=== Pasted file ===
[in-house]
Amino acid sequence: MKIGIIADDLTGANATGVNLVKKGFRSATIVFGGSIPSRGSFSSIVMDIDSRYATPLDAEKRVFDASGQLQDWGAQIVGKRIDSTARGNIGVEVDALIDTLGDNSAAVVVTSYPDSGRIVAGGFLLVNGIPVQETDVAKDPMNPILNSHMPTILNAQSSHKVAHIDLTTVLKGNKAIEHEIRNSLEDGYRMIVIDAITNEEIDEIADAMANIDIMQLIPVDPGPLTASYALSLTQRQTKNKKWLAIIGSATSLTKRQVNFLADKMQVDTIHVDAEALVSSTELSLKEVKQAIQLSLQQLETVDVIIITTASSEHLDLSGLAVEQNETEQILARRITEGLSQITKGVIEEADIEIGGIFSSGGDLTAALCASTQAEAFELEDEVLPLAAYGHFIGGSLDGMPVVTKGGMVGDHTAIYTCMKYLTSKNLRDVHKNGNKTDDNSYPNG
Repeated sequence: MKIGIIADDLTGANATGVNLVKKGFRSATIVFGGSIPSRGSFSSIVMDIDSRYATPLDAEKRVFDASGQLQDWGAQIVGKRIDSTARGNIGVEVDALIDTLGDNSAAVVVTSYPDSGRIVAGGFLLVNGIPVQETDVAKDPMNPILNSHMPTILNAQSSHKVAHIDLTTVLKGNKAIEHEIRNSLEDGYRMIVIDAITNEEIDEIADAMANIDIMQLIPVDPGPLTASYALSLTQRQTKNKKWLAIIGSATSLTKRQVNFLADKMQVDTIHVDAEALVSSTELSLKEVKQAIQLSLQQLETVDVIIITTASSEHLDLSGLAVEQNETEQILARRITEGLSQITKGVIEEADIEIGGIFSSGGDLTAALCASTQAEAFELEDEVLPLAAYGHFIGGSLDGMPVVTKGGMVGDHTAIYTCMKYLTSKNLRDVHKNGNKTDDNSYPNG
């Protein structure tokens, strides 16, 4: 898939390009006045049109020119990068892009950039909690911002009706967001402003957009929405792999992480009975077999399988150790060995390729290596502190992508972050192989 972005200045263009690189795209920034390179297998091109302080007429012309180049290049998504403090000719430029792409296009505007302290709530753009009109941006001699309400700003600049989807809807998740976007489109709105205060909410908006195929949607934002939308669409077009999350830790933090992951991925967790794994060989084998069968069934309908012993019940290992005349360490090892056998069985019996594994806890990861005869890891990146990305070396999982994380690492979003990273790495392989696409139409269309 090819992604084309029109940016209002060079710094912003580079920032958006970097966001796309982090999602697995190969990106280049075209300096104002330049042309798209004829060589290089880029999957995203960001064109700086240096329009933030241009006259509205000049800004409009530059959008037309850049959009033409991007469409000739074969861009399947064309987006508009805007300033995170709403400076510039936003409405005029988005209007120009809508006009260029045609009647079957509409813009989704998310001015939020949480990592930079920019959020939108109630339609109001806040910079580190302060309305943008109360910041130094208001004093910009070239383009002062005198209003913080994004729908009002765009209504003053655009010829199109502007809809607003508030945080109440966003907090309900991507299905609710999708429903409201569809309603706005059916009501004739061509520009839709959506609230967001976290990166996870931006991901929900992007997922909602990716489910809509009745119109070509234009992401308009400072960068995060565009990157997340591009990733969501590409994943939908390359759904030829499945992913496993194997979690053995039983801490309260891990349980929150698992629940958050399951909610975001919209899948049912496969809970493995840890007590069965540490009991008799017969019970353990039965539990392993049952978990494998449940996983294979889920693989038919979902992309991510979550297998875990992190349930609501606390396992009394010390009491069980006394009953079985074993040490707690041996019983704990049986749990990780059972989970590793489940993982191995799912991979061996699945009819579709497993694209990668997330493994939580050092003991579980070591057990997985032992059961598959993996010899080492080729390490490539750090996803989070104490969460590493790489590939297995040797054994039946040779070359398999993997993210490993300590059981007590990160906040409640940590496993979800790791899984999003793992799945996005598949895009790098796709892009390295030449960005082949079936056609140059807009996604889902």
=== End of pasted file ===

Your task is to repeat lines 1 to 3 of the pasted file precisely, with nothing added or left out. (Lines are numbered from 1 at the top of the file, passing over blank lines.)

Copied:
[in-house]
Amino acid sequence: MKIGIIADDLTGANATGVNLVKKGFRSATIVFGGSIPSRGSFSSIVMDIDSRYATPLDAEKRVFDASGQLQDWGAQIVGKRIDSTARGNIGVEVDALIDTLGDNSAAVVVTSYPDSGRIVAGGFLLVNGIPVQETDVAKDPMNPILNSHMPTILNAQSSHKVAHIDLTTVLKGNKAIEHEIRNSLEDGYRMIVIDAITNEEIDEIADAMANIDIMQLIPVDPGPLTASYALSLTQRQTKNKKWLAIIGSATSLTKRQVNFLADKMQVDTIHVDAEALVSSTELSLKEVKQAIQLSLQQLETVDVIIITTASSEHLDLSGLAVEQNETEQILARRITEGLSQITKGVIEEADIEIGGIFSSGGDLTAALCASTQAEAFELEDEVLPLAAYGHFIGGSLDGMPVVTKGGMVGDHTAIYTCMKYLTSKNLRDVHKNGNKTDDNSYPNG
Repeated sequence: MKIGIIADDLTGANATGVNLVKKGFRSATIVFGGSIPSRGSFSSIVMDIDSRYATPLDAEKRVFDASGQLQDWGAQIVGKRIDSTARGNIGVEVDALIDTLGDNSAAVVVTSYPDSGRIVAGGFLLVNGIPVQETDVAKDPMNPILNSHMPTILNAQSSHKVAHIDLTTVLKGNKAIEHEIRNSLEDGYRMIVIDAITNEEIDEIADAMANIDIMQLIPVDPGPLTASYALSLTQRQTKNKKWLAIIGSATSLTKRQVNFLADKMQVDTIHVDAEALVSSTELSLKEVKQAIQLSLQQLETVDVIIITTASSEHLDLSGLAVEQNETEQILARRITEGLSQITKGVIEEADIEIGGIFSSGGDLTAALCASTQAEAFELEDEVLPLAAYGHFIGGSLDGMPVVTKGGMVGDHTAIYTCMKYLTSKNLRDVHKNGNKTDDNSYPNG